Sunday, December 24, 2006

Christmas Eve

Outside the air is brisk and cold, filled with sounds of people rushing around, getting their last minute preparations taken care of, while music blasts out of the shops that are open today. Long queues stretch out in front of the coffee shops, and the pubs are full of happy people drinking pints with their friends.

A few people are sleeping on the pavement in tattered blankets - not as many homeless people in this part of the city, but still enough to make me feel grateful for having as much as I do.

Pushing through the doors to the grocery store, a blast of heat greets me. Before I could even take notice of the warmth, I realized that the shoppers in this store appear to be trying to buy everything in sight. Yesterday, Jeremy and I got most of our shopping done for the next few days, but needed some ground beef for our spaghetti feast tonight. Since tomorrow we'll be having a traditional roast chicken dinner with all of the fixings (yes I promise there will be pictures of me making this huge dinner in our "kitchen"), we decided to have something that doesn't require much preparation tonight. So spaghetti with Jeremy's special sauce, salads and garlic bread will be our dinner this evening.

Dodging through the crowds, I manage to get myself to the meat aisle, where people are reaching frantically for the few chickens and turkeys left. Thankfully there are lots of packages of ground beef left, so I have to trouble getting what I came for. Quickly picking up a few other things (including a raspberry trifle for dessert tomorrow and some fresh raspberries and blueberries for breakfast), I manage to get myself out of the store after only an hour.

On the way home, I see a flower vendor selling pointsettias for only 1 pound per plant. They weren't looking great, but the vendor assured me that my plant would perk up once it was warm again. This is the first Christmas I've been able to have one of these, because they're highly toxic to cats - so I wouldn't dream of bringing one home when Chase or Jaz were around.

Carrying my purchases down Bayswater road, I notice that there are barely any cars around at all - very unlike the normally busy street I'm used to. My mind starts to wander...

Tonight we'll be going to St. Paul's Cathedral for Midnight Mass. My excitement at this opportunity has been slightly tarnished by the fact that ALL buses and trains stop running at midnight tonight, meaning we're going to have to walk as much of the 4 miles (between the cathedral and our flat) as possible, since cabs are very expensive. So I'll wear my not-so-nice boots because they're easier to walk in, and will make sure to have the number for a mini-cab in my mobile. I can't believe that a city as wealthy as London doesn't accomodate the thousands of people who will be attending Midnight Mass at St. Paul's and Westminster Abbey. When I called to ask the Transport London people about this, I was told that the drivers deserved a holiday too. While I can respect this, I also know that several drivers are not Christian at all, and so they don't care if they're working or not. Also, having the buses run till 1am instead of midnight won't hurt anybody.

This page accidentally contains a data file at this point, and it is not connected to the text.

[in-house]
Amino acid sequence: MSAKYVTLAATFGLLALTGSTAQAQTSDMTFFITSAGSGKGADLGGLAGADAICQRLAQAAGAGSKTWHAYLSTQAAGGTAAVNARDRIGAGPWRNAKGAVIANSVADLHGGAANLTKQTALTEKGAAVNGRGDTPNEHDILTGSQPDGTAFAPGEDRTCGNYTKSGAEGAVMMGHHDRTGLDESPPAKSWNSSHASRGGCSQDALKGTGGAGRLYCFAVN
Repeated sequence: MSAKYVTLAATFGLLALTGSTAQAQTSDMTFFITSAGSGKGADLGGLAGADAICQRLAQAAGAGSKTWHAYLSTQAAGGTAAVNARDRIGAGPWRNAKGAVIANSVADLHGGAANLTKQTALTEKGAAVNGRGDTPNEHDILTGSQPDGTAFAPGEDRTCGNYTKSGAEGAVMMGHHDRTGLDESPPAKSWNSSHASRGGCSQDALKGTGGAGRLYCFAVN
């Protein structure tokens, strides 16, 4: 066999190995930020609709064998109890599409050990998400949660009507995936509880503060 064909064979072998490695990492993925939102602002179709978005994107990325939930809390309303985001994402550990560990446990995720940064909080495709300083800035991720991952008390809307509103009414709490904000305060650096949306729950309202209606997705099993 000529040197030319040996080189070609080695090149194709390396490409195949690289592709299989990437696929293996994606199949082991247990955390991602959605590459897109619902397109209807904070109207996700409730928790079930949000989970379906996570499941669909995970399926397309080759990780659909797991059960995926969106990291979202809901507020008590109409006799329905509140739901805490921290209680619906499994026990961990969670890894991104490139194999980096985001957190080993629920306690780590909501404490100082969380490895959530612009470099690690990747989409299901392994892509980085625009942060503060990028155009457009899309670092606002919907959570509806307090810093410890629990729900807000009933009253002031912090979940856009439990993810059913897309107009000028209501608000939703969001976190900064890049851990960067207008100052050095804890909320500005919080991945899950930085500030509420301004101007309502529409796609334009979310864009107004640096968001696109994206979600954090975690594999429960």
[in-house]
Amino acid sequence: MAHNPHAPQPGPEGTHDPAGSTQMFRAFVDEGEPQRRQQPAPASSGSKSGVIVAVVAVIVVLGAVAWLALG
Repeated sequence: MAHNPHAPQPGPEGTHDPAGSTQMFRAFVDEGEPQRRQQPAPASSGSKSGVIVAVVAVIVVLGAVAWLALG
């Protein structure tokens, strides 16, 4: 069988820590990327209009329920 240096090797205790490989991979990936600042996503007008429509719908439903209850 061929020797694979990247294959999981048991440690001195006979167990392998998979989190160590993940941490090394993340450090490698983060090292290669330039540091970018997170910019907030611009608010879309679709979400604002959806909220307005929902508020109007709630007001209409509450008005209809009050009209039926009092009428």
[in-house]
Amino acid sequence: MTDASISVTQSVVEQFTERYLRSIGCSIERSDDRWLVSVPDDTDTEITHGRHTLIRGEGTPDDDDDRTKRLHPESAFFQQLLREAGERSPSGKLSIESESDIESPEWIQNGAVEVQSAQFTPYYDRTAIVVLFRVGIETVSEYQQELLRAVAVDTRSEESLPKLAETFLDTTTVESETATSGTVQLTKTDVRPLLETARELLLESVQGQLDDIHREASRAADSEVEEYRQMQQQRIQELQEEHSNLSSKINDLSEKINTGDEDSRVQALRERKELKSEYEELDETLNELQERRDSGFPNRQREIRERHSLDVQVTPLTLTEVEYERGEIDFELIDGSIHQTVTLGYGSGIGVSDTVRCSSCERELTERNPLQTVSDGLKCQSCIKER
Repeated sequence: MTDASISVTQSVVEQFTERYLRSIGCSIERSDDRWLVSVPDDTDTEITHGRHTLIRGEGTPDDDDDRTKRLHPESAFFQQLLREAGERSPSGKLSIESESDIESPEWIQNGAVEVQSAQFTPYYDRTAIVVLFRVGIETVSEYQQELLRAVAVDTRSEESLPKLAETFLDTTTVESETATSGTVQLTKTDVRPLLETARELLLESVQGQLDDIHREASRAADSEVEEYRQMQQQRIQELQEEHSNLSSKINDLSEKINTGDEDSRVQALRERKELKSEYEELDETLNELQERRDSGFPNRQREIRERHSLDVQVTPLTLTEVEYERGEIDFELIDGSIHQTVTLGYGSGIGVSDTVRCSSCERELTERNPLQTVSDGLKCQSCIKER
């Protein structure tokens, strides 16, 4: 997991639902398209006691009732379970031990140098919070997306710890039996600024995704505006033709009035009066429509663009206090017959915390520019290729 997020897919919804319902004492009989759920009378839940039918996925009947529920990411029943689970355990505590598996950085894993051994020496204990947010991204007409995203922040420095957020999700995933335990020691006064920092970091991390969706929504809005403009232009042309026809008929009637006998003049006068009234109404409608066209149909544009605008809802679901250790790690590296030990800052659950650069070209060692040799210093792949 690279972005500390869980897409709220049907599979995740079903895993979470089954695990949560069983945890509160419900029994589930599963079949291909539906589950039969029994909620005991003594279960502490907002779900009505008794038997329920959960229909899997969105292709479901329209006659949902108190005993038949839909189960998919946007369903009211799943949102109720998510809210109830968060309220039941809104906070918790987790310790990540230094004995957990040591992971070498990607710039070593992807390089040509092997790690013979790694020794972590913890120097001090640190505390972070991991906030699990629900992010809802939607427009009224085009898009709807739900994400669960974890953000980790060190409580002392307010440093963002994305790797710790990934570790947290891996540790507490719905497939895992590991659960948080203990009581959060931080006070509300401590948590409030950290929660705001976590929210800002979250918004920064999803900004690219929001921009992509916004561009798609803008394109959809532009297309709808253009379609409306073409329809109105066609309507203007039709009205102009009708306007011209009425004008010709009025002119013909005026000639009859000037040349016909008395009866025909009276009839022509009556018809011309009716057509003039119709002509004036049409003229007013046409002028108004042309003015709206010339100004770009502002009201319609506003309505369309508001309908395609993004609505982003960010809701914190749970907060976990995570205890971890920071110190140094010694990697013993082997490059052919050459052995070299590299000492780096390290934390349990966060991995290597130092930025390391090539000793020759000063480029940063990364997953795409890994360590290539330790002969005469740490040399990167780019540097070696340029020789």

I refuse to let this ruin my day, and decide that if Mary and Joseph could walk hundreds of miles all of those years ago that we should be able to handle a few ourselves.

Turning down my street, I check with the owner of the off-license around the corner to see if they really are going to be open tomorrow. He assures me that they'll open in the morning with some fresh bread if we want any. After a smile and a "cheers", I head towards my front door.

Finally the bags have been unpacked and our little fridge is full of goodies, bottles of wine sitting outside the door, waiting to be opened. It's the perfect temperature outside to keep things in the plastic tote without worrying about them getting too warm or freezing. This has come in handy the last couple of days, as we stock up for food for the next couple of days (since many places are closed both on Christmas Day and on Boxing Day).

I'm sitting in this cluttered little flat, smelling the pointsettias and trying to think about where we're going to put everything while I'm cooking tomorrow... should be interesting.

Since most people are now on their way home (or are already there) to visit family, I don't know if anybody is left reading this, but I'll probably post tomorrow anyway, depending on what we decide to do. I know a long walk in the park with a thermos and hot chocolate is part of the plan - and of course The Dinner, but I'm sure I'll find time to jump online for a bit.

Either way - to those of you who are reading this - I hope you are surrounded by people you love tonight.

... and have a very Merry Christmas

O holy night! The stars are brightly shining,
It is the night of the dear Saviour's birth.
Long lay the world in sin and error pining.
Till He appeared and the Spirit felt its worth.
A thrill of hope the weary world rejoices,
For yonder breaks a new and glorious morn.
Fall on your knees! Oh, hear the angel voices!
O night divine, the night when Christ was born;
O night, O holy night, O night divine!
O night, O holy night, O night divine!


  • At 1:40 PM, Blogger Rob said…

    I can't believe you're already calling your cell phone your mobile. Bloody transplants! :-)

    Nikki & I hope that you and Jeremy have a very merry Christmas and an even happier new Year!


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